8. 18 Oracle Database 11g New Features Step Action 1 Read this book! Read the Oracle Database Upgrade guide! 2 Upgrade your OS and any other vendor software as required to support Oracle Database 11g. 3 Install the Oracle Database 11g software. I always like to create a little test database after installing the Oracle software just to make sure everything works right. 4 Test the upgrade on a non-production database first! 5 Back up the database. (Earlier in this chapter we provided you with an example RMAN script that you can use.) 6 Prepare the new oracle_home location. Copy the old configuration files (SPFILE, IFILE, password file, and so on) to the new Oracle Database 11g locations. Review these files and update them to include any new or changed parameters. 7 Check the redo log file size and ensure that it is greater than 4MB in size. The Oracle Database 11g upgrade process will fail if the online redo logs are smaller than 4MB in size. You can run this query to determine the size of the online redo logs: Select name, bytes FROM V$LOGFILE; 8 Run the Oracle Pre-Upgrade Information Tool (utlu111i.sql in our version) to determine what you will need to change in your database to make the upgrade successful. You will find this tool in ORACLE_HOME/rdbms/admin directory of your Oracle Database 11g software install. Changes you may need to make include: a. Remove obsolete database parameters. b. Adjust parameter settings to reflect minimum values indicated by the output of the pre- upgrade tool. For example the sga_target parameter might need to be increased. c. Increase tablespace sizes. d. You may wish to adjust the compatible parameter to 11.0 so you can use the new features of Oracle Database 11g after the upgrade. Note that once you modify the compatible parameter, you cannot change the compatible parameter to a lower setting without recovering your database to a point in time that was before the change of the compatible parameter. Note that during the upgrade, the compatible parameter must be set to at least 10.0.0. You can reset it to 9.2.0 after the upgrade if you wish to ensure that you can only use the 9.2.0 feature set. e. Adjust all paths in the parameter file to reflect the new oracle_home structure as needed. f. If you are going to upgrade a cluster, make sure cluster_database is set to false for the upgrade. 9 Determine if there are any new Oracle parameters that you want to use. Determine if there are any parameters that you want to change. You will make these changes after the database upgrade. 10 Determine if any users are currently using the CONNECT role. This role is depreciated in Oracle Database 11g and has all privileges stripped from it except the create session privilege. 11 If you are using OEM, you will want to save your OEM Control Data should you need to downgrade. Refer to the Oracle Database 11g Upgrade Manual for more information on this process. 12 Create a listener for the Oracle Database 11g Database. This will need to be done before you can upgrade to Oracle Database 11g. TABLE 1-3. Oracle Database 11g Pre-Upgrade Steps 9. Chapter 1: Oracle Database 11g Getting Started 19 Upgrade to Oracle Database 11g Once all the pre-upgrade work is done, it’s time for the fun part, upgrading the database! Cowboys on the American plains might have said “yeeeehhhhaaawwww” at this point. Again we provide a table with a general list of steps to follow when upgrading your database. I can’t say it enough—please check out the Oracle upgrade manual and make sure nothing has changed or that there are no OS- specific things you need to do. Table 1-4 presents my list. One of two things, lack of memory or lack of tablespace space, causes many upgrade failures. If your failure is due to one of these, you can simply correct the problem (for example, increase memory, extend the tablespace, or enable autoextend) and then shutdown abort the database. Then restart the database with the startup upgrade command and rerun the catupgrd.sql script again. If you have started the upgrade with the catupgrd.sql script and you determine that for whatever reason you cannot complete it, you will need to restore your database with the backup you took of it. There is no “flashing back” an incomplete upgrade. Re-Run the Upgrade In the case of an error during a manual upgrade, you can often re-run the upgrade. Simply follow these steps: 1. Correct the problem. 2. Shutdown the database (shutdown immediate). 3. Restart the database with the startup upgrade command. 4. Re-start the upgrade process from step 9 in Table 1-4. After You Upgrade to Oracle Database 11g Once the upgrade script has completed the upgrade, you are almost done! Now we need to perform some post-upgrade steps to check the upgrade status and complete the process. One last time we will provide a table with a general list of steps to follow when upgrading your database. Also one last time we remind you to first check out the Oracle upgrade manual and make sure nothing has changed. Table 1-5 gives you our list. NOTE We can’t say it enough: These are the general steps you will need to take. You must reference the upgrade guide, and your OS-specific documentation for the complete enchilada! Don’t cry for me, Argentina—you must prepare before you do! 10. 20 Oracle Database 11g New Features Step Action 1 Shut down the database. You should shut down the database in a consistent manner using shutdown immediate. If you must use shutdown abort, restart the database in restricted mode and then do a shutdown immediate. 2 If you are using Windows, you will need to stop the Oracle service for the database you are upgrading. You will then use the oradim utility to remove the service for the database you are migrating. Then use the oradim utility to re-create the new Oracle Database 11g service. 3 If you are using UNIX, you will need to make sure your environment variables are pointing to the new Oracle Database 11g directories. This would include oracle_home, path, classpath, and ld_library_path as well as any OS-specific environment variables you may need to set. 4 Open a command-line window/prompt and change to the ORACLE_HOME\ rdbms\admin directory. 5 Start SQL*Plus (make sure you are using the 11g version of SQL*Plus!) and connect to the database as a user with SYSDBA privileges. 6 From the SQL*Plus prompt, start up the database in upgrade mode using the following command: startup upgrade Confirm that the banner says the database was started with Oracle Database version 11. There is no need to stop the upgrade process if errors appear indicating that obsolete initialization parameters are in use. You can correct those errors after the upgrade has completed. 7 If you are upgrading from Oracle 8.1.7 or Oracle9i, you will need to create a sysaux tablespace. Follow the direction in the upgrade guide to complete this step. 8 Use the spool command to start spooling the results of the upgrade to a log file. SQL> spool upgrade.log 9 Using the catupgrd.sql script, start the upgrade process! SQL> @catupgrd.sql Once this script has completed, it will shutdown the database. 10 Restart the newly upgraded database with the startup command. TABLE 1-4. Oracle Database 11g Upgrade Steps 11. Chapter 1: Oracle Database 11g Getting Started 21 Step Action 1 Run any post-install actions required by any ancillary Oracle features that you might have installed in your database (for example, Oracle Text). These steps will be listed in the Oracle Database 11g upgrade guide, or in the component-specific user guide. 2 Run the post-upgrade tool (in our version, utlu111s.sql) to display the status of the database components. Ensure that all components show a valid status. 3 Run the catuppst.sql script from$ORACLE_HOME/rdbms/admin. This script contains upgrade related steps that do not require the database to be started in upgrade mode. 4 After the catuppst.sql script has completed, run the utlrp.sql script contained in $ORACLE_HOME/rdbms/admin. Note that catuppst.sql and utlrp.sql can be run at the same time. After running utlrp.sql, you should make sure that no unexpected objects are still invalid. SQL that can help you make this determination might include: SELECT count(*) FROM dba_invalid_objects; SELECT distinct object_name FROM dba_invalid_objects; 5 Shut down the database. As before, you should shut down the database in a consistent manner using shutdown immediate. 6 Remove any obsolete parameters from the parameter file. Add or change any Oracle Database 11g-specific parameters you identified during the pre-upgrade steps. 7 Start up the database with the startup command. 8 If you are using Oracle Label Security, you will need to run olstrig.sql to re-create the data manipulation language (DML) triggers on the tables with Oracle Label Security policies. 9 Recompile all stored PL/SQL and Java code with utlrp.sql. Check that all packages and classes are valid. 10 Check the component Registry (DBA_REGISTRY) and make sure that each component has been properly upgraded. 11 Back up your database. 12 Perform any final post-upgrade tasks as required. Such tasks might include: a. Upgrading the RMAN Recovery catalog b. Upgrading any statistics tables that you might have created. c. Changing passwords for newly created Oracle-supplied accounts. d. Enabling passwords to enforce case sensitivity. e. Enabling any other new Oracle 11g features you might wish to use. Check the upgrade guide for a complete list of possible post-upgrade tasks that you might need to complete. TABLE 1-5. Oracle Database 11g Post-Upgrade Steps 12. 22 Oracle Database 11g New Features Be extra aware of additional things you might need to do depending on what options you are running. For example, if you are using packages such as utl_tcp, utl_smtp, utl_mail, utl_http, or utl_inaddr then you are going to want to review new features revolving around Access Control Lists (ACL) in Oracle Database 11g. Until you have configured ACL’s in 11g, you will not be able to use these functions anymore. We discuss ACL’s in chapter 6 of this book. Rolling Back Your Upgrade to Oracle Database 10g In America we say, “When all else fails, punt”…. When your newly upgraded database just isn’t working and you need to go back, what do you do? The most obvious answer is to restore the backup you took before the upgrade. This is the simplest and most straightforward way of rolling back an upgrade. Oracle Database 11g supports downgrading to the 10g major version of the release that you upgraded from (note that downgrade to 9i is not supported). So, if you went from 10.1 to 11.1, you can downgrade to 10.1 but not to 10.2. Of course, you will need to make sure that you have not used any new Oracle Database 11g features before you downgrade, and the compatible parameter can not have been changed to 11. There are some version specific downgrade requirements, depending on which version you upgraded from. Please reference the Oracle Database Upgrade Guide for more details with regards to downgrading to the version of Oracle you are upgrading from. NOTE You can use export/import to downgrade to any previous version, but that takes a lot of time. We discuss this topic more later in this chapter. As a part of the pre-upgrade process, I’d strongly recommend performing a rollback test where you roll back a test database. This way you will be familiar with the process. You might also want to talk to Oracle support and check Metalink to make sure there are no gotchas waiting for you if you have to rollback. The Oracle Upgrade Manual provides a concise set of instructions on downgrading your Oracle Database to its previous version. NOTE Any time you have to downgrade, you should consider that you are at risk. If things are bad enough with the version of the software that you are on that you have to downgrade, you need to consider that the software can equally go wrong when you are trying to use it to downgrade (for example, perhaps a bug has introduced block corruption). When crafting an upgrade plan, you must consider the possibility that downgrading will not be an option. 13. Chapter 1: Oracle Database 11g Getting Started 23 Arup Says… Before you upgrade, you should create a script to create the control file. You can do it very easily by issuing alter database backup controlfile to trace. This command will generate a trace file in the user_dump_dest directory. Locate that file, open it, trim off all the fat from the top (the stuff like the Oracle version, date, and so on) and save it in some location as a file named cr_cntfile.sql. This file is a script to re-create the control file. If all else fails, you can at least create a control file from this script to restore the database to the previous version. If that is not reason enough, consider the contents of this script file: It contains the database parameters like maxdatafiles; the names of all the redo log and data files; temporary tablespace files; database characterset, and many other things. Think of this as a quick documentation of the database. You should keep this file and the pre-11g initialization file in some safe location. Using Export/Import for Upgrades and Rollback You can use the Export/Import utilities (or Data Pump if you are using Oracle Database 10g Release 1 or later) to perform both upgrades and rollbacks if you prefer. In this section we will discuss both of these options, starting with using export to upgrade the database. We will then discuss rolling back using export/ import. While most of these sections will also apply to using Oracle Data Pump, our final section will address the few issues that differ when Data Pump is in use. Upgrade with Export/Import I’ve talked to a number of DBAs who prefer to use the export/import method of upgrading to a new database. Using export/import is a supported migration method, as is using the Oracle Data Pump utilities introduced in Oracle Database 10g. For a smaller database, or for cases where you would like to move your database to another environment, export/import can be a good solution. Smaller is key here though, as the export/import process can take a very long time on larger databases, certainly much longer than using the DBUA or manually upgrading a database. The export/import method requires that you have first created an Oracle database. You can easily create a database with the Oracle Database Configuration Assistant, or manually if you prefer. Once that is done then you can export the database from the database to be upgraded, and import it into your new Oracle Database 11g database. Export/import comes in very handy if your database is at a version of Oracle that does not support a direct upgrade path to Oracle Database 11g. This can reduce the time to upgrade the database, since you don’t need to perform multiple upgrades. I’ve also run into cases in the past where we could not find the CDs to the intermediate 14. 24 Oracle Database 11g New Features version of Oracle that we needed to upgrade to, so we just opted to export and import. This was just a much easier solution. Exports from lower versions are always upward compatible. So if you are migrating from a 7.3 database to an 11g database via export, there should be no problems. Downgrade with Export/Import Downgrading via an export, such as when you are trying to roll back from an upgrade, is a different issue. In these cases you need to make sure you are using the correct version of the Oracle export/import utility. The general rule is that when you are exporting from a higher version of the Oracle database with intent to import the file into a lower-level Oracle database, then you should use the lower version of the export and import utilities. For example, to export from Oracle Database Version 11g to Oracle Database Version 10g, you would use the Oracle Database 10g versions of export and import. Along with making sure you use the correct version of the export/import utilities, you will also need to make sure that you have the correct version of the export views loaded in the database. This only applies in cases where you are exporting from a newer database with the intent of importing the data into an older database. For example, suppose you intend to export from Oracle Database Version 11g to Oracle Database Version 10g. In this case, you would first load catexp.sql from the Oracle Database 10g ORACLE_HOME into the Oracle Database 11g database. Once the export is complete, run catexp.sql from the Oracle Database Version 11g ORACLE_HOME in the database to update the views to the correct version of Oracle. One more issue with regard to rolling back with export/import is the issue of object compatibility. If you have started to utilize some of the features of Oracle Database 11g in your schemas and you decide you need to roll back the database to an earlier version, you might be in for a nasty surprise. For example, if you exported from Oracle 8.0.5 into an Oracle Database 11g database and then created a table using list partitioning, you would have a problem if you tried to rollback to Oracle 8.0.5. The bottom line is: be careful after you upgrade if you make any schema changes using new Oracle Database 11g features. What about Oracle Data Pump? The biggest difference when using Oracle Data Pump has to do with the issue of version differences. Data Pump makes it so much easier to move data between different versions of the database. Oracle Data Pump comes with a version parameter that allows you to define the version of the database that you are creating the export for. So, for example, if you are exporting from an Oracle 11g database and you wish to import that file into an Oracle 10.2.0 database, you would include 15. Chapter 1: Oracle Database 11g Getting Started 25 version=10.2.0 in the expdp command line. As with export/import, Oracle Data Pump can read a dump file created by an older version of the database when importing into a newer version. Upgrade Using Data Copying Oracle Database 11g also supports upgrades via the SQL*Plus copy command through database links. This is a handy way to upgrade smaller databases, or if you wish to only upgrade a small subset of a given schema (or perhaps subsets of rows in a given schema). If you choose this approach you will have to create the new Oracle Database 11g database along with the tablespaces, the needed schemas/users, and the database links before you could begin the migration process. Oracle Parameter Changes Each new Oracle version includes changes to the parameters within the database. This section covers these changes so you can consider them in your upgrade plans. In this section we will cover new parameters, deprecated parameters (ones that still work but you need to consider replacing), and obsolete parameters (ones that no longer work and you need to remove). We will only be covering the more commonly used parameters in this section. We will not cover changes to hidden, obscure, rarely used or OS-specific parameters. New Parameters A number of new parameters are available in Oracle Database 11g. A number of these new parameters will be covered in various parts of this book. Parameters discussed in this book are marked with the symbol (*). You can reference the index for specific pages where these parameters are discussed. The new parameters in Oracle Database 11g include the following: ■ asm_preferred_read_failure_groups (*) ■ client_result_cache_lag (*) ■ client_result_cache_size (*) ■ commit_logging (*) ■ commit_wait (*) ■ control_management_pack_access(*) ■ db_lost_write_protect 16. 26 Oracle Database 11g New Features ■ db_securefile ■ db_ultra_safe ■ ddl_lock_timeout (*) ■ diagnostic_dest (*) ■ global_txn_processes ■ java_jit_enabled (*) ■ ldap_directory_sysauth ■ memory_max_target (*) ■ memory_target (*) ■ optimizer_capture_sql_plan_baselines (*) ■ optimizer_use_invisible_indexes (*) ■ optimizer_use_pending_statistics (*) ■ optimizer_use_sql_plan_baselines (*) ■ parallel_io_cap_enabled ■ plscope_settings ■ redo_transport_user ■ resource_manager_cpu_allocation ■ result_cache_max_result (*) ■ result_cache_max_size (*) ■ result_cache_mode(*) ■ result_cache_remote_expiration(*) ■ sec_case_sensitive_logon(*) ■ sec_max_failed_login_attempts (*) ■ sec_protocol_error_further_action ■ sec_protocol_error_trace_action 17. Chapter 1: Oracle Database 11g Getting Started 27 ■ sec_return_server_release_banner ■ xml_db_events Deprecated Parameters Deprecated parameters are parameters that Oracle eventually plans on making obsolete. They work normally, but warnings will appear as the database is starting up on the console and in the database alert log. You can also determine if a parameter is deprecated by using the column isdeprecated in the v$parameter view. If the parameter is deprecated, this column will be set to TRUE. Three parameters in Oracle Database 11g are deprecated (since Oracle Database 10g Release 2) in favor of the diagnostic_dest parameter. These are ■ background_dump_dest ■ core_dump_dest ■ user_dump_dest Remaining deprecated parameters (since Oracle Database 10g Release 2) include: ■ commit_write This parameter is replaced by the new commit_logging and commit_wait parameters. ■ instance_groups See Chapter 10 for more information on Real Application Cluster changes in Oracle Database 11g. ■ log_archive_local_first ■ plsql_debug Replaced by plsql_optimize_level ■ plsql_v2_compatibility ■ remote_os_authent ■ standby_archive_dest ■ transaction_lag attribute NOTE You can find a complete list of deprecated parameters from various versions of Oracle in the Oracle Database Upgrade Guide for 11g Release 1.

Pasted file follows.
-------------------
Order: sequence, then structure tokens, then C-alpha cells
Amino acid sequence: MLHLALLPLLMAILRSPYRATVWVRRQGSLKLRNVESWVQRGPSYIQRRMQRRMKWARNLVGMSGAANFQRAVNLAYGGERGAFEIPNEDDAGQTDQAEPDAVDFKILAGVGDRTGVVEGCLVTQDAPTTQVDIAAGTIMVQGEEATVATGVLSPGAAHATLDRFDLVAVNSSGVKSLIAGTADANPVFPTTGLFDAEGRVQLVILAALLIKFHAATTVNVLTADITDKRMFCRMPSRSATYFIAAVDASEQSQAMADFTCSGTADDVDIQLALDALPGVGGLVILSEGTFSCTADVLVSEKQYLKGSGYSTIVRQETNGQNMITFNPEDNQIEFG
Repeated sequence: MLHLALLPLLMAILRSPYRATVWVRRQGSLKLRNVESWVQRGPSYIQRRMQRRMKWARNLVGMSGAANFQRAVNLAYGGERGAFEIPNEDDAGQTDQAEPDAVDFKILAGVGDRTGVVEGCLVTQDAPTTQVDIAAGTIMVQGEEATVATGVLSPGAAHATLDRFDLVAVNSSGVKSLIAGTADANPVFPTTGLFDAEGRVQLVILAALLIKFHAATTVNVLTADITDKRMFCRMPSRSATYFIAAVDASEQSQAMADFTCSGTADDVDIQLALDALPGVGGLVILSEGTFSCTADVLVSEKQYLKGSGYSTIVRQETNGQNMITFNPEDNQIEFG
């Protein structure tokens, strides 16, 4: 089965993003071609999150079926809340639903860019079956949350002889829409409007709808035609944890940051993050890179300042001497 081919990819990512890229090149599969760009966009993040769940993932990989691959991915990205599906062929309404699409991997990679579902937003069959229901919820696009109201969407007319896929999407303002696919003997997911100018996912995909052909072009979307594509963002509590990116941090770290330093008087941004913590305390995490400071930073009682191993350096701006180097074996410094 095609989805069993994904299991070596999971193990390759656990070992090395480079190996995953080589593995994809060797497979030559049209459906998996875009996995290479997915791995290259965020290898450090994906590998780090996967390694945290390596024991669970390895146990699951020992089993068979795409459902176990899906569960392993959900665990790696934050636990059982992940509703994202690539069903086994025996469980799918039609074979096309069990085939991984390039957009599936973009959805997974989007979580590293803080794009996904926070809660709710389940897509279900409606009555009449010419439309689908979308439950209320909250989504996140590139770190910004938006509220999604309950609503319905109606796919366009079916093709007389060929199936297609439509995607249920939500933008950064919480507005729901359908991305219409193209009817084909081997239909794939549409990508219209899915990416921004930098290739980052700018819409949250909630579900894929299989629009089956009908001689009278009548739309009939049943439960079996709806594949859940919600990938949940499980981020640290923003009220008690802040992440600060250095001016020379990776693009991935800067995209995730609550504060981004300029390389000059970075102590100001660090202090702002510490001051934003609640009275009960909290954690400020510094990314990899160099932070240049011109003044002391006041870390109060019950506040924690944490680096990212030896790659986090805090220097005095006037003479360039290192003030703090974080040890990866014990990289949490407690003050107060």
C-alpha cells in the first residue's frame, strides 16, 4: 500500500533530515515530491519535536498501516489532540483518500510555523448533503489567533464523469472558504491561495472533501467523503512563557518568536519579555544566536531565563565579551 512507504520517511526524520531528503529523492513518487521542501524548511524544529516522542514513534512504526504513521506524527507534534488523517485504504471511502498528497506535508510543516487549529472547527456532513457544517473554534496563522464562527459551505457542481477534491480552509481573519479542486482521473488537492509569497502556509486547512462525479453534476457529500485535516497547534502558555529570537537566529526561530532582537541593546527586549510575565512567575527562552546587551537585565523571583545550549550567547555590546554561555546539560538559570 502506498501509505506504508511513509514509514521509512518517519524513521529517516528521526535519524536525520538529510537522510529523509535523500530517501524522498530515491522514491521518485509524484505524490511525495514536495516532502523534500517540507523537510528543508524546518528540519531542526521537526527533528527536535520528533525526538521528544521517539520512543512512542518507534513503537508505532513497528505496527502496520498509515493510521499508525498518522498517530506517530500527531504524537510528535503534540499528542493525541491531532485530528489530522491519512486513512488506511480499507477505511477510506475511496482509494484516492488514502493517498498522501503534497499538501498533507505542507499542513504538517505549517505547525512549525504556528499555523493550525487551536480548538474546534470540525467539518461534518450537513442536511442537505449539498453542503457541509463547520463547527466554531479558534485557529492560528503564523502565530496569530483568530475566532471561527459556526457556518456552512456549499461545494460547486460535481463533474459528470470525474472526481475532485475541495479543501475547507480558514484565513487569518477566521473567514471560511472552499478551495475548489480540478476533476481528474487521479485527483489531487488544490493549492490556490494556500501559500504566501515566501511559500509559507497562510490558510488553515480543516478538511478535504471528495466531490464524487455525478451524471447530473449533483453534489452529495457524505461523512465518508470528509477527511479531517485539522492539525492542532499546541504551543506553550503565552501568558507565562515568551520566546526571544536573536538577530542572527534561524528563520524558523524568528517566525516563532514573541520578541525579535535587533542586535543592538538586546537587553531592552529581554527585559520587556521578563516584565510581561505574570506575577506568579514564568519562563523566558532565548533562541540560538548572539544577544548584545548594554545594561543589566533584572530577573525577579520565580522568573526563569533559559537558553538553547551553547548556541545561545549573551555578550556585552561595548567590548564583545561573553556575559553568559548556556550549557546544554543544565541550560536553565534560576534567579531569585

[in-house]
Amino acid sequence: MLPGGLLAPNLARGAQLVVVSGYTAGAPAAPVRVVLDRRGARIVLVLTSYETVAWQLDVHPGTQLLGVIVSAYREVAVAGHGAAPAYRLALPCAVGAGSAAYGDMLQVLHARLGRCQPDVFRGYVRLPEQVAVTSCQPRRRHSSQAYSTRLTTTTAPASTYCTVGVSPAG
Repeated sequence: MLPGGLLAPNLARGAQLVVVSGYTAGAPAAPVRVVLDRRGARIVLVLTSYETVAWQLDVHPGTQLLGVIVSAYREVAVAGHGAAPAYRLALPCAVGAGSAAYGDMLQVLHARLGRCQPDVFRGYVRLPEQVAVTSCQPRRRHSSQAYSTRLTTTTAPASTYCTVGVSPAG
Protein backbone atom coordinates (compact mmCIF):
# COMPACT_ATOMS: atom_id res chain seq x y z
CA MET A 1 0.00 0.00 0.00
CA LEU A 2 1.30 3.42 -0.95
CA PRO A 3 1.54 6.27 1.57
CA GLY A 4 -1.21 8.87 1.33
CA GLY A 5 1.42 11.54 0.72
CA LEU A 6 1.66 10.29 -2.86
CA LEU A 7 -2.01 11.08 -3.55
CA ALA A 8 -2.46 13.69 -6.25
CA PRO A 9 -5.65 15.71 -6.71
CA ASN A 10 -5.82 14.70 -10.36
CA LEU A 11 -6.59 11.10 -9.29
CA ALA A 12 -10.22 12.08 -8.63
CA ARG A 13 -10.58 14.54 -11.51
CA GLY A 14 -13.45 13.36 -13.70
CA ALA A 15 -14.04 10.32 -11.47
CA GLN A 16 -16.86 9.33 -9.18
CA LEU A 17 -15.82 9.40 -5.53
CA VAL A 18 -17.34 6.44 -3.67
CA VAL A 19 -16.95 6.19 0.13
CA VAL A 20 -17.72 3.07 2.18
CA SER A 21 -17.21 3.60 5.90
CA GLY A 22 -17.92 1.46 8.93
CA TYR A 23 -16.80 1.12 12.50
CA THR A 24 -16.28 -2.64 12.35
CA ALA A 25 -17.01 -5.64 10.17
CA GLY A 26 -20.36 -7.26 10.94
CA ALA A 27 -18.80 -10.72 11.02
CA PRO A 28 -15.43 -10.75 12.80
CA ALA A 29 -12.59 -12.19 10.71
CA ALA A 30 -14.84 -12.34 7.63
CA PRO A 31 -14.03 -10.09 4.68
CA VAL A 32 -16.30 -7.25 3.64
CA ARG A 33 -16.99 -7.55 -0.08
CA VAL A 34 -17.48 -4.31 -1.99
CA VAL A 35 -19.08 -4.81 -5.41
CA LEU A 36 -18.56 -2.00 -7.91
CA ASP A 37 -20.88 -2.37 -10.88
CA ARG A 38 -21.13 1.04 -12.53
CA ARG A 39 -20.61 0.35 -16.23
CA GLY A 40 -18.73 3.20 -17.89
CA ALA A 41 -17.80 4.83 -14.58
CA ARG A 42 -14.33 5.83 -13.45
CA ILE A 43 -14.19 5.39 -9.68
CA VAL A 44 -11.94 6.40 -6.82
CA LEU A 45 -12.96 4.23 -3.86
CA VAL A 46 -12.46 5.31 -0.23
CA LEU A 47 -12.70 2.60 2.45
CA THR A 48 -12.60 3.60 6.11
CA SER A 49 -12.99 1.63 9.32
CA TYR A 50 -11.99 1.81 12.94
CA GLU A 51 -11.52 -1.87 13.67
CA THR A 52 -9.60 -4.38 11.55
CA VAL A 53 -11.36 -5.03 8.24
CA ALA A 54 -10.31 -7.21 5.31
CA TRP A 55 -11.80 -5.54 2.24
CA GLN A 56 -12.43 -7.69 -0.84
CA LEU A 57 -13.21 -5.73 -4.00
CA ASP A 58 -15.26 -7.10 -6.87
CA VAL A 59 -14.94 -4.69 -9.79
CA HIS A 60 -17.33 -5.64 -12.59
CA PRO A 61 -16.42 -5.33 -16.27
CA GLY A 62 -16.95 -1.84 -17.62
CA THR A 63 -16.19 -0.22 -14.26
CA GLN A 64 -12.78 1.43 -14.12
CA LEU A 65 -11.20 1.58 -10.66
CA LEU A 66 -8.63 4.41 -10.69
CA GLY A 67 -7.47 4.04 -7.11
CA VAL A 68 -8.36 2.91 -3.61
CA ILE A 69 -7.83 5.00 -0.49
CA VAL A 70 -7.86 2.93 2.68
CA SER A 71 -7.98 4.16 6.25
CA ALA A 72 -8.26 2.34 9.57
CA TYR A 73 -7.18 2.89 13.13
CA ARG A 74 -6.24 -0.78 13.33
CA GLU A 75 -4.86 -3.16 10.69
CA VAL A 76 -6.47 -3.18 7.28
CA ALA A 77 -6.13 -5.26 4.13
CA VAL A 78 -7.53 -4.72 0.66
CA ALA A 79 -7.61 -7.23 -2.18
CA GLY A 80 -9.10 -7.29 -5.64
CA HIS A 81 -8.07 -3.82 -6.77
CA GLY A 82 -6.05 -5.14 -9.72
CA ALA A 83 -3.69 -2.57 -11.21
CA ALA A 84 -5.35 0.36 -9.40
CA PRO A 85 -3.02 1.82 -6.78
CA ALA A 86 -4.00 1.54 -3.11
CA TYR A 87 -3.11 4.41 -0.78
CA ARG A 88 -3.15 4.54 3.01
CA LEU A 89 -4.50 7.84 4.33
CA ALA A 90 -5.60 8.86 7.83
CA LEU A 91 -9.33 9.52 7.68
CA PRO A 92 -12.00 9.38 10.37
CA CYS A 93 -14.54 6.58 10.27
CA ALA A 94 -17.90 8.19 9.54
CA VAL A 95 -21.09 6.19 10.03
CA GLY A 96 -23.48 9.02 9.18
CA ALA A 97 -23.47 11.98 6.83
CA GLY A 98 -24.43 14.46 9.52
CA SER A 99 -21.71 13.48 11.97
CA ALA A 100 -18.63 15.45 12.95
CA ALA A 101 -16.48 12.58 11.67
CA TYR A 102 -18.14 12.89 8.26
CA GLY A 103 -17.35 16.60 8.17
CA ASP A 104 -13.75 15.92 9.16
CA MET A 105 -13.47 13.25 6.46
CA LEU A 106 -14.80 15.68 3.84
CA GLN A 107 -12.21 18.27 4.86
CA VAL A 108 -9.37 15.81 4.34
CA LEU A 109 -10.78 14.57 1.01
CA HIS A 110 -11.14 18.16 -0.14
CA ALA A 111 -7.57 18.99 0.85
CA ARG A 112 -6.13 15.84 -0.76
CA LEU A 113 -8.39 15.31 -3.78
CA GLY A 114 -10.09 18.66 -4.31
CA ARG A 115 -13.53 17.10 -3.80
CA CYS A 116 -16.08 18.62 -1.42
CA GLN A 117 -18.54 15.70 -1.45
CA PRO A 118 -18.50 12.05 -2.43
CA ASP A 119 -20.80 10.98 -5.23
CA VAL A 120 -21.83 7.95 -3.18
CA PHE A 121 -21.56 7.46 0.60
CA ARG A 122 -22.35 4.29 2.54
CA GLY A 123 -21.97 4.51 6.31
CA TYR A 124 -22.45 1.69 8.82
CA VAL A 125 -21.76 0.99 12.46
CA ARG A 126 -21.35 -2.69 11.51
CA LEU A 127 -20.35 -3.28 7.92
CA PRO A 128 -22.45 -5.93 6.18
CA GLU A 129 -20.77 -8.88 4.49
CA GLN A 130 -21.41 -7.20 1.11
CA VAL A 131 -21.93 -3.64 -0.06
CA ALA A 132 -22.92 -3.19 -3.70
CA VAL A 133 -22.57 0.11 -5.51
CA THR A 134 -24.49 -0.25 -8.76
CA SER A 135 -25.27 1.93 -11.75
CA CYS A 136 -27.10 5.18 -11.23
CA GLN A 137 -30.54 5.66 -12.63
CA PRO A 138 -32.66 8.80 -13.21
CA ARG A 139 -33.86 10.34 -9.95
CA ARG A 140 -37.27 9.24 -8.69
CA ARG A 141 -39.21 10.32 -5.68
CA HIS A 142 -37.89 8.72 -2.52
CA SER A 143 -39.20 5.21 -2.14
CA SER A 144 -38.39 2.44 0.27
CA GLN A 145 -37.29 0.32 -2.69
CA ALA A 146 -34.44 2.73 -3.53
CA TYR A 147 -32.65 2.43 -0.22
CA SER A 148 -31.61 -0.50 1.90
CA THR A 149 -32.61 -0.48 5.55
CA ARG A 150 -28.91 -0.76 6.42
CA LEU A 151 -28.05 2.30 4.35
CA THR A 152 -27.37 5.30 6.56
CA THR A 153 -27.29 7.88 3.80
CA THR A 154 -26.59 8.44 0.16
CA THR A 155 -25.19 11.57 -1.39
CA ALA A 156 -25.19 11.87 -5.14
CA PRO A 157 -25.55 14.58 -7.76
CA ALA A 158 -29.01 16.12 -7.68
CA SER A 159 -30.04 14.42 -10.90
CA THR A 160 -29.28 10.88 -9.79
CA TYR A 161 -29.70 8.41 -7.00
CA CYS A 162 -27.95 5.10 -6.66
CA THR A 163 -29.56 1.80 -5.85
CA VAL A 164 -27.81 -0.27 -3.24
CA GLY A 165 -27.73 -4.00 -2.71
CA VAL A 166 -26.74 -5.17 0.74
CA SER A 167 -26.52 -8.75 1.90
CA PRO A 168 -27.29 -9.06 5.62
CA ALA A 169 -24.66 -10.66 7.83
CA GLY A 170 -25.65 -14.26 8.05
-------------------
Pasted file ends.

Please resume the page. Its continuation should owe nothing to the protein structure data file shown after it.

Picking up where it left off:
18. 28 Oracle Database 11g New Features Arup Says… I strongly recommend setting the parameter diagnostic_dest when you upgrade the database or create a new database under Oracle 11g. Oracle ignores the parameter background_dump_dest, even if it is defined in the initialization parameter file. Instead it assumes the parameter diagnostic_dest to be $oracle_base. In that directory, it creates a subdirectory, diag; then another one under that, rdbms; yet another subdirectory under that, ; and so on, and stores the text alert log there. So don’t be surprised if you suddenly find the alert log of the older database not being updated any more. It will be under the diagnostic_dest directory. Obsolete Parameters A database with obsolete parameters will start, but warnings on the console and in the alert log will appear. Parameter in Oracle Database 11g that have been made obsolete include: ■ Ddl_wait_for_locks ■ Logmnr_max_persistent_sessions ■ Plsql_compiler_flags Undo_Management Parameter Madness One final parting thought on changes to parameters in Oracle Database 11g. That is that the undo_management parameter default is now AUTO. Manual undo is still available but you will have to enable it in order to use it. Oracle Dictionary View Changes Amazingly, no static data dictionary views were deprecated in Oracle Database 11g. The v$datafile view had the column plugged_in removed. A large number of new views have been added. Review the Oracle Database Reference manual for more information on the different views that have been added. Additionally, Oracle Database 11g does not deprecate any dynamic views either. A large number of new views have been added. Review the Oracle Database Reference manual for more information on the different views that have been added.